That confirmation never came. Even as Jenson Button was extending his winning run in April/May the company was successfully wooed away by Manor, in the face of competition not just from Brawn but other existing teams. The prospect of a start-up operation, with greater control and a small budget, appealed to Virgin.
“They like to back the small guy who has a challenge and can win through,” says Lowdon. “There were a lot of things that fitted with what they wanted out of F1. And they gave us the ability to instantly get global recognition and access to marketing expertise.”
Thus when Lowdon and Wirth made their pitch to the FIA last June they were able to call on Virgin support. That final presentation impressed the FIA inquisitors, including Tony Purnell and representatives of Deloitte and CVC. But when Manor’s name appeared on the list of successful candidates on June 12, there were raised eyebrows, in large part because the team had kept a low profile and not conducted a PR campaign.
Much to Wirth’s frustration the crucial Virgin link – which helped gain credibility in the FIA’s eyes – would not become public knowledge for some weeks: “It was painful to see all the rocks thrown at us – it’s Max giving Nick an entry, and blah, blah, blah.”
With the entry confirmed, the finances could begin to flow, and private equity company Lloyds Development Capital joined the original Manor guys, Wirth and Virgin as shareholders.
Meanwhile Wirth’s decision to push ahead was a wise one: “I had to lock down the monocoque surfaces for this car on June 22. Working back from January, that’s when we needed to do it. It was really tough…”
Wirth has now expanded the Bicester staff from 50 to 120. Chief engineer Mark Herd will be one of five Wirth Research people attending each race, exactly 40 years after his father Robin embarked on the March F1 adventure.
Fortuitously, Wirth Research already has experience of the McLaren standard ECU that is mandatory in F1, having used the Woking company’s technology on the Acura. And as the first paid-up Cosworth customer, the company also led the way in specifying the connections and hydraulics that all the other new teams are using.
The car was designed purely via Computational Fluid Dynamics, and thus there are no scale models at Bicester. After the Acura project Wirth is adamant that the pioneering process works. The key is to ensure the best possible correlation between CFD and the track, and the rest is down to how clever you are. “It doesn’t matter whether it’s CFD or a wind tunnel, it is a device for developing,” says Wirth. “They all have their problems. It’s interesting because it’s cost-effective for us.”
Meanwhile Booth has been building up the race team at Dinnington, where sorting out transporters, the motorhome and pit equipment is just part of his massive job list. His first key hiring was team manager Dave O’Neill, who ran the Jordan test team and more recently the successful Irish A1GP outfit. Others have come from up and down the paddock.
“Brawn, Red Bull, Force India,” says Booth. “No Ferrari or McLaren, and no Williams – I think they pay too well! We were really pleased to get Alonso’s engineer Dave Greenwood. He’s a Yorkshire lad who wants to move home. There are quite a few people from the north who have moved south to be in F1. Our IT guy was commuting to Red Bull from Stockport, and now he just commutes over the hill…”
Booth has closed his F3 operation, and his new Manor GP3 team will operate from a separate unit. His original 8500 sq ft building is now the F1 logistics base, while a new 10,500 sq ft race preparation area is being completed alongside. Initial testing is being conducted from Bicester before the team heads to Bahrain, and it will move into the new facility on its return from the fourth flyaway event in China.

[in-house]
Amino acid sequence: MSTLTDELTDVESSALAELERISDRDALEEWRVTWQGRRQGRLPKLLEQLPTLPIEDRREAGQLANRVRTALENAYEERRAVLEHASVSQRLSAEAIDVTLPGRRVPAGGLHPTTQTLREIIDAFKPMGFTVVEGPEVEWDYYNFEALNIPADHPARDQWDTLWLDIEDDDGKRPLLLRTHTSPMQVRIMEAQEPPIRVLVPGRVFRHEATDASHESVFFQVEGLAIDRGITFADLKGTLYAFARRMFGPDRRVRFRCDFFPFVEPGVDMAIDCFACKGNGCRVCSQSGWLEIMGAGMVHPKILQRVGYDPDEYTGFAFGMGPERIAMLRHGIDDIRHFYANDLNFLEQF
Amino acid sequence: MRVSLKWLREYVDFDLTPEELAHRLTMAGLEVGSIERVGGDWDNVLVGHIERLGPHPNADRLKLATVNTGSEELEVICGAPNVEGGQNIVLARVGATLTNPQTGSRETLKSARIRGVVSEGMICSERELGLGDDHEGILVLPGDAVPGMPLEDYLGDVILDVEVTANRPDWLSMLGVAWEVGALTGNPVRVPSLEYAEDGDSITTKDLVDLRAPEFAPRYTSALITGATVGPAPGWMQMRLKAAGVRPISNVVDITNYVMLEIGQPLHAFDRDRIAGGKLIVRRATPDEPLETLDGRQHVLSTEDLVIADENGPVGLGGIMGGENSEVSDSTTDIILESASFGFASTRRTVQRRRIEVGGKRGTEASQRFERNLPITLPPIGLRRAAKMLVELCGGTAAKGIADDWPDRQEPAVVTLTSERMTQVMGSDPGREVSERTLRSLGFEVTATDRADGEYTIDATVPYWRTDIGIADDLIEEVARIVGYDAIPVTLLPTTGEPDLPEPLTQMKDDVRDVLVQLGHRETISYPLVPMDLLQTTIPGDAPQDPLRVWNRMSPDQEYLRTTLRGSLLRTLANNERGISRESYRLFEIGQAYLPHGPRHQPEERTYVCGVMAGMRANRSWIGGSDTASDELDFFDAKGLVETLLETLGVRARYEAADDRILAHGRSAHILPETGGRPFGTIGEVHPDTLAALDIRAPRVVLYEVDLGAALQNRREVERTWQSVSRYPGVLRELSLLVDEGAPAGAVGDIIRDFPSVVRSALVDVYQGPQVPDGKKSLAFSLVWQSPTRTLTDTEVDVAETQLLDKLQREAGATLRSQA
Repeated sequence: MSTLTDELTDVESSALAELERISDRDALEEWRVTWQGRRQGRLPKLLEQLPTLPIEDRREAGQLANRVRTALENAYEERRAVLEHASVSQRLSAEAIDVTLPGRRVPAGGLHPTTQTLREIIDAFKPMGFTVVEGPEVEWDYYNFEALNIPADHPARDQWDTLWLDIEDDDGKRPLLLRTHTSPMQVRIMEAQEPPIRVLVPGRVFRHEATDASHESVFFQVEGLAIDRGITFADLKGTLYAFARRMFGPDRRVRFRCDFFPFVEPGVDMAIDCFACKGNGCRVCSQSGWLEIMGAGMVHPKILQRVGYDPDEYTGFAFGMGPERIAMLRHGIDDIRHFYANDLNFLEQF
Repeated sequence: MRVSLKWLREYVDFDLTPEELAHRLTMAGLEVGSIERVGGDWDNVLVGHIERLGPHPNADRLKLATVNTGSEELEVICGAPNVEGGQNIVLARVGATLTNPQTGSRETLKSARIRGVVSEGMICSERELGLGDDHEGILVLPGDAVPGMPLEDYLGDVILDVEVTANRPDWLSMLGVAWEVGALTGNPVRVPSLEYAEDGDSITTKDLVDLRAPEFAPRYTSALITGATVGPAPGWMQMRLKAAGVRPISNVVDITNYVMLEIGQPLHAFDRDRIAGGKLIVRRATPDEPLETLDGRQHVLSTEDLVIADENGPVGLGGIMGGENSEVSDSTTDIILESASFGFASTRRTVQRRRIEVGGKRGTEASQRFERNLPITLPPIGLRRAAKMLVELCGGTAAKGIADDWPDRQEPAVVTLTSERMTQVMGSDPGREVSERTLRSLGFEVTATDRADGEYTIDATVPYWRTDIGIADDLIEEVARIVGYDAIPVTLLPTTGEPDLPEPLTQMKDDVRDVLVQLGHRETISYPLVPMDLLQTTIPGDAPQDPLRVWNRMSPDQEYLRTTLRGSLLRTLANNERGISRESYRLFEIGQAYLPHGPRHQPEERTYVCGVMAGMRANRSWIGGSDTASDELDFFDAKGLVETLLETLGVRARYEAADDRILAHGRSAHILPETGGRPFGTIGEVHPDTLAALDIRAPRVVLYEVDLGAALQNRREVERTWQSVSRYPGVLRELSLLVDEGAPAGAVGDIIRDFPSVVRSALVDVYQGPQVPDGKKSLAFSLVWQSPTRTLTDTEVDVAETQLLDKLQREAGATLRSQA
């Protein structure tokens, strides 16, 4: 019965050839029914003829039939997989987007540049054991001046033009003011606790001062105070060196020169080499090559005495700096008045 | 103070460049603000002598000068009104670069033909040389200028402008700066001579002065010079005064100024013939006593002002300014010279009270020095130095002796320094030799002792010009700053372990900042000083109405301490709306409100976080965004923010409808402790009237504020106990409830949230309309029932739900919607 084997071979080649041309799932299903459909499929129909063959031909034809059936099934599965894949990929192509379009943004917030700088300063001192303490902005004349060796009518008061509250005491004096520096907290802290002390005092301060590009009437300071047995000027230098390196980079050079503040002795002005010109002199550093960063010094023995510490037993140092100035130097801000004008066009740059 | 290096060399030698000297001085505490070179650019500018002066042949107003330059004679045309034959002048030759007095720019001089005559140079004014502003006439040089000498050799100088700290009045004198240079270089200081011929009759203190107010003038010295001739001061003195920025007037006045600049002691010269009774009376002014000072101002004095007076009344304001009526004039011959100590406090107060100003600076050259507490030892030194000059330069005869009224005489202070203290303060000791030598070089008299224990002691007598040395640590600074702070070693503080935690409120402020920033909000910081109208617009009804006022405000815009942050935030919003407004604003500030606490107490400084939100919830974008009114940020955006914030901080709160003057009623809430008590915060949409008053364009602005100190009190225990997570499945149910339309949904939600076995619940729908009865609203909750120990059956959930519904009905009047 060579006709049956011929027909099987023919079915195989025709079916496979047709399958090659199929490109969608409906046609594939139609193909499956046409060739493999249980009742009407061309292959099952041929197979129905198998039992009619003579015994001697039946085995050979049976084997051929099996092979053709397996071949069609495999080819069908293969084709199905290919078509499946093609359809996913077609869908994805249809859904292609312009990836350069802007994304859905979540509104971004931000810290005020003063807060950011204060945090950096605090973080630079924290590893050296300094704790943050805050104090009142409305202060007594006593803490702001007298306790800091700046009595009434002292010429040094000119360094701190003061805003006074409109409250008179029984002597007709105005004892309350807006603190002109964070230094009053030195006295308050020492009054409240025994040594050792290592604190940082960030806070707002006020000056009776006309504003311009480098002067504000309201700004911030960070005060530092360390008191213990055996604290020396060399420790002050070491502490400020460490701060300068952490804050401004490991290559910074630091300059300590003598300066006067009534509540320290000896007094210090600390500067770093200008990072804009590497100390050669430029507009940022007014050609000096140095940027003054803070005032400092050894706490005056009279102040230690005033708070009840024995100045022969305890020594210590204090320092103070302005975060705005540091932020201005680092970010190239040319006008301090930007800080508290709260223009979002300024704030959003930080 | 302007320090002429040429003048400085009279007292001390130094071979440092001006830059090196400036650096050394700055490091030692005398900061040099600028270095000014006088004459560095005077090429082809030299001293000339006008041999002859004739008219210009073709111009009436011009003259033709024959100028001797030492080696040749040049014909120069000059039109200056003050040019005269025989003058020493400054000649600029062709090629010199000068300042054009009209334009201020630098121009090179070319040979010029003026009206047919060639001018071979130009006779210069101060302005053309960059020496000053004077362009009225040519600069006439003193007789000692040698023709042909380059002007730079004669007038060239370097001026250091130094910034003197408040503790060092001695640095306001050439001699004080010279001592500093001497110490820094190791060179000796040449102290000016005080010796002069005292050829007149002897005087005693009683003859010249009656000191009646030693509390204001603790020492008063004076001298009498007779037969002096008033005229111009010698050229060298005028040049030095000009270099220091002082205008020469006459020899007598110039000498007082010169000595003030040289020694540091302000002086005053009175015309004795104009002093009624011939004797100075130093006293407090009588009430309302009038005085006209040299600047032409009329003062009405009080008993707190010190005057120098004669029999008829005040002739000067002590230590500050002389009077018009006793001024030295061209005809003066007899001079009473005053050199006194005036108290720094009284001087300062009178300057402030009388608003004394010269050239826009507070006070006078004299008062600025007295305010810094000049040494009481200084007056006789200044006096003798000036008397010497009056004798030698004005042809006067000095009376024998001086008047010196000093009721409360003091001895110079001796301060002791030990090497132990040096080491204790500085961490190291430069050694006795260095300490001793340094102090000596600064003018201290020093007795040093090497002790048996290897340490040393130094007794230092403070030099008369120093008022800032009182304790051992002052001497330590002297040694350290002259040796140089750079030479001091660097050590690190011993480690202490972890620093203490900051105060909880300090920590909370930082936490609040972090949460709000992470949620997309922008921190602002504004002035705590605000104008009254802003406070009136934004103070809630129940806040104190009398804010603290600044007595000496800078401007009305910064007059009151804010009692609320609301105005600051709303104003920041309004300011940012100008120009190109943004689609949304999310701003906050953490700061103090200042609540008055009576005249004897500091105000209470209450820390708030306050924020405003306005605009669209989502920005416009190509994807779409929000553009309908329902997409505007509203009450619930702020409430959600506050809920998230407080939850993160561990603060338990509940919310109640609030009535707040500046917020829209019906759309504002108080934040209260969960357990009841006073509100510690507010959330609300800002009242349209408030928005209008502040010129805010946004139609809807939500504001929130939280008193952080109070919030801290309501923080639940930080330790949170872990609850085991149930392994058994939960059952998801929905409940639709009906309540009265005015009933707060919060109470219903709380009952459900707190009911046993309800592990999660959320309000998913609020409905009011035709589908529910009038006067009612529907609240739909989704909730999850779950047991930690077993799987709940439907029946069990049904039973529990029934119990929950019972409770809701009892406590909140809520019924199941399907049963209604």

It’s a 130-mile trip up the M1 from design and manufacturing to the race shop, rather than the usual trip along a corridor. Wirth is not worried: “This company has been dealing with race teams from thousands of miles away. So for us, it’s just really easy. I’m sure it would be easier and better if they were next door. But we don’t have to get a plane and fly to America.”
“As far as physical logistics are concerned it’s a van going up and down an hour and a half, twice a day,” says Booth. “The three-pronged approach – having the commercial arm in London [at Virgin], R&D at Nick’s place in Bicester and us up in Yorkshire – possibly makes the departments easier to define. We can run a tighter ship that way.”
The benefits of Virgin’s marketing muscle are obvious, but there remain questions about the longer-term business model. Branson likes to get a big bang for his buck, and his F1 team is not going to be a Red Bull-style money pit. The idea is that third parties who want to be associated with the Virgin name will come on board and pay the bills, but one wonders how much he will continue to pump in if that doesn’t happen on the scale that is envisaged. Lloyds is also looking for a return.
From the outside the brash, noisy Virgin brand seems at odds with the softly-softly approach of real racers like Booth, Lowdon and Wirth. It’s telling that when the deal was struck Virgin’s ambitious special projects man Alex Tai landed himself the roles of CEO and team principal, despite his lack of racing experience, leaving Booth as sporting director.
That seemed to make little sense, and so it proved – just a month after December’s official team launch Tai was sidelined. Booth now has the job title that most observers felt was his right, while Lowdon has become CEO. Had former 747 pilot Tai initially been content with a lower-profile role, he might still be involved.
Typically, Booth wasn’t bothered either way: “It’s the same job with a different title hung on the door, maybe two-three per cent more work. I’m very honoured to be team principal, but the thing that worried me initially was that it may distract from the job I’m trying to do in building the team. But the support I have from Graeme in particular allows me to wear the title and still do the job that I wanted to do.”
He’s unconcerned that the name he established has been submerged by the Virgin brand, although the company behind the team is still called Manor Grand Prix Racing Ltd. “It’s a totally new venture. To use the Manor name as a vehicle for those few months was very flattering, but it was never really part of the plan to keep the name.”
So what sort of performance will satisfy him?
“I just want us to be reliable, safe, look the part and perform like professionals for the whole season. Longer term, our target has got to be regular point scorers within three years. If we don’t set ourselves that sort of target, there’s not much point in doing it.”